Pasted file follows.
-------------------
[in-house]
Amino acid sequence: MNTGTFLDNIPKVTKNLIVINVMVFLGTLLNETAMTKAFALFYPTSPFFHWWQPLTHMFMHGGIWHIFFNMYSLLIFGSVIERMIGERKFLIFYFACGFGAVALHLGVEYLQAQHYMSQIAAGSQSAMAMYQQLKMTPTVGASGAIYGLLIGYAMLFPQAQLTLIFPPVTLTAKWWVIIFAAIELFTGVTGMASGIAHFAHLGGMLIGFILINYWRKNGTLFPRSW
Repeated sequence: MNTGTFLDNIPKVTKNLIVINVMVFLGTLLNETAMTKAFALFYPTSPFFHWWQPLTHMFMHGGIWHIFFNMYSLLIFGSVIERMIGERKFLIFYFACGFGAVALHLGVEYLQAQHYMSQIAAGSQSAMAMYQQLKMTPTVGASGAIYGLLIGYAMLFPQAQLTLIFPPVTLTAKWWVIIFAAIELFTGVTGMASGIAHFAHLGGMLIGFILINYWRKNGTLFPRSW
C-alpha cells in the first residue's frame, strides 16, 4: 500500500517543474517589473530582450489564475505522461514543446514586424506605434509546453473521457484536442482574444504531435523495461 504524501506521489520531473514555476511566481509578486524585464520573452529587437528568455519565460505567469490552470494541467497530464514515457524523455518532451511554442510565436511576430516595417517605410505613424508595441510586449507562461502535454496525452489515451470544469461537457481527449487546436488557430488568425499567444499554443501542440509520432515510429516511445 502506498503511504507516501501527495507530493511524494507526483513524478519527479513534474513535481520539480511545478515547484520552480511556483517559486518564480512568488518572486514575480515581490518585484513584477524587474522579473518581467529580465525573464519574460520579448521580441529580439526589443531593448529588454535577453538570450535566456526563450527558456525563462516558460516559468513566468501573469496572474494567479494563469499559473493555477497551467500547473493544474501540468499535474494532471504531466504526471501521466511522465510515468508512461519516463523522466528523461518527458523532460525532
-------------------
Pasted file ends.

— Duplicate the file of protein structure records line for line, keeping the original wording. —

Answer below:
[in-house]
Amino acid sequence: MNTGTFLDNIPKVTKNLIVINVMVFLGTLLNETAMTKAFALFYPTSPFFHWWQPLTHMFMHGGIWHIFFNMYSLLIFGSVIERMIGERKFLIFYFACGFGAVALHLGVEYLQAQHYMSQIAAGSQSAMAMYQQLKMTPTVGASGAIYGLLIGYAMLFPQAQLTLIFPPVTLTAKWWVIIFAAIELFTGVTGMASGIAHFAHLGGMLIGFILINYWRKNGTLFPRSW
Repeated sequence: MNTGTFLDNIPKVTKNLIVINVMVFLGTLLNETAMTKAFALFYPTSPFFHWWQPLTHMFMHGGIWHIFFNMYSLLIFGSVIERMIGERKFLIFYFACGFGAVALHLGVEYLQAQHYMSQIAAGSQSAMAMYQQLKMTPTVGASGAIYGLLIGYAMLFPQAQLTLIFPPVTLTAKWWVIIFAAIELFTGVTGMASGIAHFAHLGGMLIGFILINYWRKNGTLFPRSW
C-alpha cells in the first residue's frame, strides 16, 4: 500500500517543474517589473530582450489564475505522461514543446514586424506605434509546453473521457484536442482574444504531435523495461 504524501506521489520531473514555476511566481509578486524585464520573452529587437528568455519565460505567469490552470494541467497530464514515457524523455518532451511554442510565436511576430516595417517605410505613424508595441510586449507562461502535454496525452489515451470544469461537457481527449487546436488557430488568425499567444499554443501542440509520432515510429516511445 502506498503511504507516501501527495507530493511524494507526483513524478519527479513534474513535481520539480511545478515547484520552480511556483517559486518564480512568488518572486514575480515581490518585484513584477524587474522579473518581467529580465525573464519574460520579448521580441529580439526589443531593448529588454535577453538570450535566456526563450527558456525563462516558460516559468513566468501573469496572474494567479494563469499559473493555477497551467500547473493544474501540468499535474494532471504531466504526471501521466511522465510515468508512461519516463523522466528523461518527458523532460525532